In the vast majority of cases, the prognosis is favorable. Of course, this is only possible when the patient is on treatment. Untreated dysthymia usually does not go away on its own and in most cases gets worse over time. Although there is no clear way to prevent the occurrence of dysthymia, some suggestions have been made to prevent such a disorder. Because dysthymia most often occurs during childhood, it is important to identify children who may be at high risk of developing dysthymia.
Symptoms, diagnosis and treatment of dysthymia. Dysthymia is a serious condition of chronic depression that persists for at least two years (or one year for children and adolescents). A serious state of chronic depression will last at least three years,Moreover, the pathology can remain fairly balanced. Dysthymia is a less acute and severe condition than major depressive disorder. Essentially, dysthymic disorder is a chronic condition, and sufferers may experience symptoms for many years before the disease is diagnosed. As a result, patients may believe that depression is part of their nature, so they do not discuss their symptoms with doctors, family members, or friends.
In DSM-5, dysthymia is replaced with permanent depressive disorder. This new condition includes both chronic major depressive disorder and previous dysthymic disorders. The reason for this change is that there was no evidence of significant differences between the two conditions. Dysthymia has a number of characteristic features. low levels of energy and mobility, low self-esteem, and extremely low potential for enjoyment in everyday life. Mild dysthymia can be a way to relieve stress and avoid failure. In more severe cases of dysthymia, people may even withdraw from daily activities. Patients generally find little pleasure in normal activities and play. Diagnosis of dysthymia can be difficult due to the subtle nature of the symptoms, and patients may often hide them in social situations, making the diagnosis difficult and difficult to detect.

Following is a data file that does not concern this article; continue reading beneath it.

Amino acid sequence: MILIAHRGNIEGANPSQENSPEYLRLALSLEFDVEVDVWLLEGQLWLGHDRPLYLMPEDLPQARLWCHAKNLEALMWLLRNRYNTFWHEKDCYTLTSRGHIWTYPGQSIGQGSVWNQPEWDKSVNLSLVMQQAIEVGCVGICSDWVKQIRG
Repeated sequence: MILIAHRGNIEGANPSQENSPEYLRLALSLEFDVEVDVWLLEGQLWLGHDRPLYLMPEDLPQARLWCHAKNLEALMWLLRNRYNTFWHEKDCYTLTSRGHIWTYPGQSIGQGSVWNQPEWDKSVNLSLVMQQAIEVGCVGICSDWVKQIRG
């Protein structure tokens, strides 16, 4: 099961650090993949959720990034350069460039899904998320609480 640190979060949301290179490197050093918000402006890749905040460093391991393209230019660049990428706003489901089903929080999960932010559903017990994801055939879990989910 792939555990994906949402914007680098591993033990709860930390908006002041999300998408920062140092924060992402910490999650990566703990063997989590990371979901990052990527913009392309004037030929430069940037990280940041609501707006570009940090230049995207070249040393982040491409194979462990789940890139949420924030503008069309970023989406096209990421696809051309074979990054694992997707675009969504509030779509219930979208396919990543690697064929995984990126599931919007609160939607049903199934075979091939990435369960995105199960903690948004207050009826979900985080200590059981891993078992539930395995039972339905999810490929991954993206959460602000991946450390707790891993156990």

In addition, dysthymia often occurs at the same time as other psychological disorders, which add a level of difficulty in determining the presence of dysthymia, in particular as there is often an overlap in the symptoms of the disorders. In addition, there is a high incidence of comorbidities in patients with dysthymia. Suicidal behavior is a particular problem in these patients. It is very important to look for signs of major depression, panic disorder, generalized anxiety disorder, alcohol and drug abuse, and personality disorder.
Double depression occurs when a person experiences a major depressive episode on top of a pre-existing dysthymia condition. It is difficult to treat, and sufferers accept major depressive symptoms as a natural part of their personality or as part of their lives that is beyond their control. Since patients can accept these symptoms and put up with them, worsening is inevitable as it may delay treatment. Even if such patients seek treatment, therapy may not be effective enough unless the symptoms of severe depression are taken into account.